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AbstractThe Lea Navigation in the north-east of London, a canalised reach of the River Lea, is affected by episodes of very low levels of dissolved oxygen. The problem was detected by the Environment Agency in the stretch from the confluence with Pymmes Brook (which receives the final effluent of Deephams sewage treatment works) to the Olympic area (Marshgate Lane, Stratford). In this project, possible causes and sources of the poor water quality in the Lea Navigation have been investigated using a multi-parameter approach. A study of physico-chemical parameters, obtained from Environment Agency automated monitoring stations, gave a clear picture of the poor river water quality at three sites in this reach. River water ecotoxicity to the freshwater alga Pseudokirchneriella subcapitata was determined by algal growth inhibition tests, following the OECD guidelines. Moreover, a novel protocol was developed which involved the use of E. coli biosensors (CellSense) operating at a lower potential than the standard protocol and using pre-concentrated river water samples. This protocol is promising and it has the potential to be a useful tool to determine the toxicity of contaminants at environmental concentrations. Furthermore, the developed protocol is a rapid, easy to perform bioassay, with potential application in achieving the aims of the Water Framework Directive (WFD). In addition to the data from the Environment Agency automatic monitoring stations and the laboratory-based tests, two in situ monitoring approaches were performed: 1) a detailed spatial seasonal monitoring of physico-chemical parameters of river water at twenty-three sites, and 2) algal growth inhibition tests, with algae entrapped in alginate beads, at seven monitoring stations. Results showed chronic pollution, and identified polar compounds in the river water and high bacterial concentrations as possible causes of low dissolved oxygen levels. This study confirmed the negative impact of Deephams STW (throughout Pymmes Brook) on the water quality of the Lea Navigation. However, there was evidence of other sources of pollution, in particular Stonebridge Brook was identified as uncontrolled source of pollution and untreated wastewater. Other possible sources include Old Moselle Brook, diffuse pollution from surface runoff, boat discharges and other undetected misconnections. Finally, in the light of the WFD, this project provides a case study on the investigation of river water quality, providing evidence that the multiparameter approach is reliable, and low cost approach for the monitoring of freshwater bodies.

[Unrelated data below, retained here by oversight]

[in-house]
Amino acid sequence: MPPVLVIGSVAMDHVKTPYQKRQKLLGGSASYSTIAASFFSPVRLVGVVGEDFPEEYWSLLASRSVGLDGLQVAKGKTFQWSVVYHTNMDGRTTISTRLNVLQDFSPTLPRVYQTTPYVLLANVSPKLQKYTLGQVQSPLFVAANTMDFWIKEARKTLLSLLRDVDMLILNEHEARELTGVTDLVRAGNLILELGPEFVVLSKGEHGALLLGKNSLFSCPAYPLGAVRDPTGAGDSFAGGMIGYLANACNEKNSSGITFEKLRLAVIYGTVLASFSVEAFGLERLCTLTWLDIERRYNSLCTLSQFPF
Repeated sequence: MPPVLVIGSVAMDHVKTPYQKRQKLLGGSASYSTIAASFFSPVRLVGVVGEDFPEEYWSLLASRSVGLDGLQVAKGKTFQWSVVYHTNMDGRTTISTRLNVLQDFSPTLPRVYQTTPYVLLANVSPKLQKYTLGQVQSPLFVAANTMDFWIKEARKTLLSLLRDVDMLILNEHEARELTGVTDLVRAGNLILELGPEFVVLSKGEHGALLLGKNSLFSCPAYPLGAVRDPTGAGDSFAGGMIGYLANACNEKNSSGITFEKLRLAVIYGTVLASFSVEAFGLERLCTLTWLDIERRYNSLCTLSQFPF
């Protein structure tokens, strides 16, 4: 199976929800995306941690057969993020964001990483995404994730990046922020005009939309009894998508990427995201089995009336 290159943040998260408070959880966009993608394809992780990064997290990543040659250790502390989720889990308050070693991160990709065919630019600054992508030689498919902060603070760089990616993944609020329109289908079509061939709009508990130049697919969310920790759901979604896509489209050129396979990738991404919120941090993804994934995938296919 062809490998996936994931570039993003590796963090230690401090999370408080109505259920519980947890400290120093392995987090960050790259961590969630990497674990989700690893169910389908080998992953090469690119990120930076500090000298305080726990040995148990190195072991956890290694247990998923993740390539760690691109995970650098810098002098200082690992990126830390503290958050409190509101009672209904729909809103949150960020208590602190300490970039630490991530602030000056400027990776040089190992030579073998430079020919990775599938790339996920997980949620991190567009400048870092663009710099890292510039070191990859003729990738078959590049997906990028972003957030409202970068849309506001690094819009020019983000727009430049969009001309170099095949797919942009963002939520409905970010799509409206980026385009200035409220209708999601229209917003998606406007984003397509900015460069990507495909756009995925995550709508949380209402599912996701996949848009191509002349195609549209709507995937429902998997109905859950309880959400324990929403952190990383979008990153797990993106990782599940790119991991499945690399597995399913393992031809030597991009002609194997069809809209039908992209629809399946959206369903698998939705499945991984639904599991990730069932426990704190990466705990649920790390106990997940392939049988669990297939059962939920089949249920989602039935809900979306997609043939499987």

CitationPatroncini, D. (2013) 'Water quality investigations of the River Lea (NE London)' PhD thesis. University of Bedfordshire.
PublisherUniversity of Bedfordshire
TypeThesis or dissertation
DescriptionA thesis submitted to the University of Bedfordshire in partial fulfilment of the requirements for the degree of Doctor of Philosophy
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